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Peaches: From her folk music past to becoming an eclectic artist

Peaches performs during the 2013 Locarno Film Festival in Switzerland.
Peaches performs during the 2013 Locarno Film Festival in Switzerland.
Vittorio Zunino Celotto/Getty Images

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Merrill Nisker is a musician better known by her stage name, Peaches. She’s worked with artists such as Iggy Pop and Christina Aguilera, and her new album, “Rub,” — out September 25 — features collaborations with Feist and Kim Gordon.

Like most of her work, Peaches’ new album is explicit and, for that reason, we couldn’t play much of it on the air.  

But if you look beyond the FCC's red flags, Peaches’ music and lyrics go far beyond shock value — they take up difficult topics such as gender identity and ageism. And Peaches has been branching out with film and theater projects as well.

Peaches came to The Frame’s studios recently and spoke with senior producer Oscar Garza.

You’ve got a new album coming out, but it’s been six years since your last album. You’ve been busy on a few other projects though. Tell us about what some of those were.

You know you get into a routine when you make albums. You make an album and then you tour for two years. And then you make an album, blah blah blah, tour for two years. And I did that four times... I don’t really burn out during the tour, but then after you [exhale]. But it was more just the routine of it and the inspiration involved and things like that. So I [thought], I’m not going to go right into another album. And chance would have it, a director from a very great theater company asked if I would do a production out of nowhere ... That turned out to be “Peaches Does Herself,” which is sort of like an anti-jukebox musical in response to jukebox musicals where [you hear]the music of the artist, but the story has nothing to do with the artist...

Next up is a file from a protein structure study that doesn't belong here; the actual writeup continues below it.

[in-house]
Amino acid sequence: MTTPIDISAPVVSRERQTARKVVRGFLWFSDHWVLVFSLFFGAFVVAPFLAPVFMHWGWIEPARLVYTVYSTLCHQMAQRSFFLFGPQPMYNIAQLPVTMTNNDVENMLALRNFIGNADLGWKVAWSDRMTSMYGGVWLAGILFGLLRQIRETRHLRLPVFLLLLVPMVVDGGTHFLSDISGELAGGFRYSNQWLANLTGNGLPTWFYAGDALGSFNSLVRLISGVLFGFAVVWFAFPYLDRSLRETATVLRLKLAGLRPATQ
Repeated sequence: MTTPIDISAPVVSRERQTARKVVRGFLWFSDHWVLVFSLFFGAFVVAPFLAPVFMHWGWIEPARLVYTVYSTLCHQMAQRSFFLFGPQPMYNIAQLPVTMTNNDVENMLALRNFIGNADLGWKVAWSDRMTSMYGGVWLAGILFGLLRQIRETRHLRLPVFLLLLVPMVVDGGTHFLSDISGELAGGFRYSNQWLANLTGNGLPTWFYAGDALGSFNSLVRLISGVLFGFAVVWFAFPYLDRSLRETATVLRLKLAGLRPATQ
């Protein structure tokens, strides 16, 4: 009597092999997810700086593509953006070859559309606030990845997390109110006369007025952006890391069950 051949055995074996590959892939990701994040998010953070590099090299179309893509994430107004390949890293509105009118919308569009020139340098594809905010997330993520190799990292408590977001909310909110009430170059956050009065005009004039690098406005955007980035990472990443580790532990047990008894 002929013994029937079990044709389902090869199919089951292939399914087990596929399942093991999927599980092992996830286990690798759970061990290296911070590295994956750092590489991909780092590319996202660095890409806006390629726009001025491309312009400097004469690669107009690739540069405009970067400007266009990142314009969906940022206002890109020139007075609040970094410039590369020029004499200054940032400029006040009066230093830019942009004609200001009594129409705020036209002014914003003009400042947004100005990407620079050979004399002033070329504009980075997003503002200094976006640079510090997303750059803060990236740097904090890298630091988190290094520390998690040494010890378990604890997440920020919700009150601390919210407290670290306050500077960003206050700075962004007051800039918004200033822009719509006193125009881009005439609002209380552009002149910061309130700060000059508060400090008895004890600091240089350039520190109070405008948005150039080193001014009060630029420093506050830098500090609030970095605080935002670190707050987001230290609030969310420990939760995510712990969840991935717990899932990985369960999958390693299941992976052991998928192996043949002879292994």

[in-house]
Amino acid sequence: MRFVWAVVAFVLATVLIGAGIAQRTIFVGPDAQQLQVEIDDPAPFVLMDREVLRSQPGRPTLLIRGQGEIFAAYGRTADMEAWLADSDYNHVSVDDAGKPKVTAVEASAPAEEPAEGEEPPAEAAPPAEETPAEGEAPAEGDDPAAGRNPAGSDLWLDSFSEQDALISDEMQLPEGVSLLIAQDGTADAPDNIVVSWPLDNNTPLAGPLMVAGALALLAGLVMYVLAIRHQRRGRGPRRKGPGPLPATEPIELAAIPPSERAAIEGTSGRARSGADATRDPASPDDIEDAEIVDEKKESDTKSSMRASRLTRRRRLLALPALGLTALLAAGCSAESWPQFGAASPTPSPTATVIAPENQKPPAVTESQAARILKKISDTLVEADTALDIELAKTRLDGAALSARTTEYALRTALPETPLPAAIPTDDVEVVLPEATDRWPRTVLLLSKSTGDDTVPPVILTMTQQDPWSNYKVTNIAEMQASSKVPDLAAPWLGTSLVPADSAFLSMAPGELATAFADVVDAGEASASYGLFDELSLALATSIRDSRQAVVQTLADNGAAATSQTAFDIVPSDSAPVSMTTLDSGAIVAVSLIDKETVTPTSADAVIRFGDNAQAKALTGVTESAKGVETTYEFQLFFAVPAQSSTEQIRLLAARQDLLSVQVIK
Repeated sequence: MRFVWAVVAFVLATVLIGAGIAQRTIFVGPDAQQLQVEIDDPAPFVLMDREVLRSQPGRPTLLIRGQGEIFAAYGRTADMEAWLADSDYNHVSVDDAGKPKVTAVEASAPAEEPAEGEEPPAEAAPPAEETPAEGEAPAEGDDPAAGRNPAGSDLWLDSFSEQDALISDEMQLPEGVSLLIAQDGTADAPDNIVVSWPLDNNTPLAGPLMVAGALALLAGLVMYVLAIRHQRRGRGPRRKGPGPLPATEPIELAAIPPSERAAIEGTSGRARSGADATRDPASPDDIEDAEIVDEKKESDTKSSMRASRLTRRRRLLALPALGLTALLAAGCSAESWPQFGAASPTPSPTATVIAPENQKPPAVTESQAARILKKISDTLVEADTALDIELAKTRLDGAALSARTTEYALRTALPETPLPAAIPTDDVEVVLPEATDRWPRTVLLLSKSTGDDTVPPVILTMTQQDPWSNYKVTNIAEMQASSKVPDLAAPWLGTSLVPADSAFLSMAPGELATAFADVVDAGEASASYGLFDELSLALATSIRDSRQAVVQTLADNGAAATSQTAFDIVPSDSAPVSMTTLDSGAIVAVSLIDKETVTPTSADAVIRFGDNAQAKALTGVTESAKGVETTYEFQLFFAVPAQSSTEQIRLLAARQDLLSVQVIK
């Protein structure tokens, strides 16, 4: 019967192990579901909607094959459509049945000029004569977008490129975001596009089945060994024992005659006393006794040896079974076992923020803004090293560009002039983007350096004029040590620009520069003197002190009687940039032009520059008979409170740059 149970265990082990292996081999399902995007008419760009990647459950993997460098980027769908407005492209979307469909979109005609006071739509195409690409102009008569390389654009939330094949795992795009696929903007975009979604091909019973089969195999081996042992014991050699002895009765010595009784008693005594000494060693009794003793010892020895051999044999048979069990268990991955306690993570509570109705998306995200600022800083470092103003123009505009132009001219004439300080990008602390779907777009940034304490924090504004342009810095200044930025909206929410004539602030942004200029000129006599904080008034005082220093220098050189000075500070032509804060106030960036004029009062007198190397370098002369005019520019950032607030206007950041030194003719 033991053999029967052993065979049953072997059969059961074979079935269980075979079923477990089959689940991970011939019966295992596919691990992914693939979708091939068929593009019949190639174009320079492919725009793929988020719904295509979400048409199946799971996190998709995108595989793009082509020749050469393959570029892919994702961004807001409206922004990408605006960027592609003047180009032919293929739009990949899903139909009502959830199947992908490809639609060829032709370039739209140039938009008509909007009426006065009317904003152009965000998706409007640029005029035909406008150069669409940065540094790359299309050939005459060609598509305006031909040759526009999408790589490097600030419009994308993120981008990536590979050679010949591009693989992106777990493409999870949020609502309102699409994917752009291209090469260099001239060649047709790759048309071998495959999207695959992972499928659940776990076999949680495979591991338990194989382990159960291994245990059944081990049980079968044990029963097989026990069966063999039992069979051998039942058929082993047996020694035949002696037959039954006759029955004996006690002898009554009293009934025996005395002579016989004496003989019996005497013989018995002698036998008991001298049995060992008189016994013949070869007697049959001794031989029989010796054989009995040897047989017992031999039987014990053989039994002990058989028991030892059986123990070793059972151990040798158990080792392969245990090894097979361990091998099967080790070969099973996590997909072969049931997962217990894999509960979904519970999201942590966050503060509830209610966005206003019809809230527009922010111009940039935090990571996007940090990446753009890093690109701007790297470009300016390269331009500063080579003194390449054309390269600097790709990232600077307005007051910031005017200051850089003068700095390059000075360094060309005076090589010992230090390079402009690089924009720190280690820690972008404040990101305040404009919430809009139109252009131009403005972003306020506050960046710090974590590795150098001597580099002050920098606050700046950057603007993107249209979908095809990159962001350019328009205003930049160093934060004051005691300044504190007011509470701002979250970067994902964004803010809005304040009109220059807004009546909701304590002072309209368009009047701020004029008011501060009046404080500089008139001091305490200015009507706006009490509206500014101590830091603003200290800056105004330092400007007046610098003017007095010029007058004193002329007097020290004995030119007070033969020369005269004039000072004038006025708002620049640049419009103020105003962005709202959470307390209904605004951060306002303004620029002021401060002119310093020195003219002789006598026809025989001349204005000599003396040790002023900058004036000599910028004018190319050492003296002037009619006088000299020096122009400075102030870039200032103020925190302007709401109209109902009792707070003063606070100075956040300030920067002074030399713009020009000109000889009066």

So I wanted to make mine more like a rock, electro-biography about myself. But it was funny, when I talked to the director who asked me to do this production, the first thing that came out of my mouth is, “I want to do ‘Jesus Christ Superstar’ as a one woman show. I wanna sing all the parts." And he’s [said], “That’s great, that doesn’t seem like too much work at all.” So I was already involved in two productions.

There are some artists who are critics’ darlings and you certainly have your fans among critics. I would say you’re a darling of your fellow artists. You’ve worked with everyone from Iggy Pop to Christina Aguilera. Your new album has collaborations with Kim Gordon and Feist. How did those two come about for “Rub”?

Well, Feist is a dear friend of mine. We lived together in Toronto for a while. And she was actually the only one on my first album, when I was recording in my bedroom and she was recording in her bedroom in the same apartment ... I didn’t know how to overdub stuff so I would just do everything live on an ADAT [tape] machine ... [On the new album] she helps with background vocals. Just like, speak-singing. But this was a good way to really feature her because she’s such a powerful force, but in a completely opposite presentation. I think her superpower is how quiet she can sing and it still be so powerful and emotional.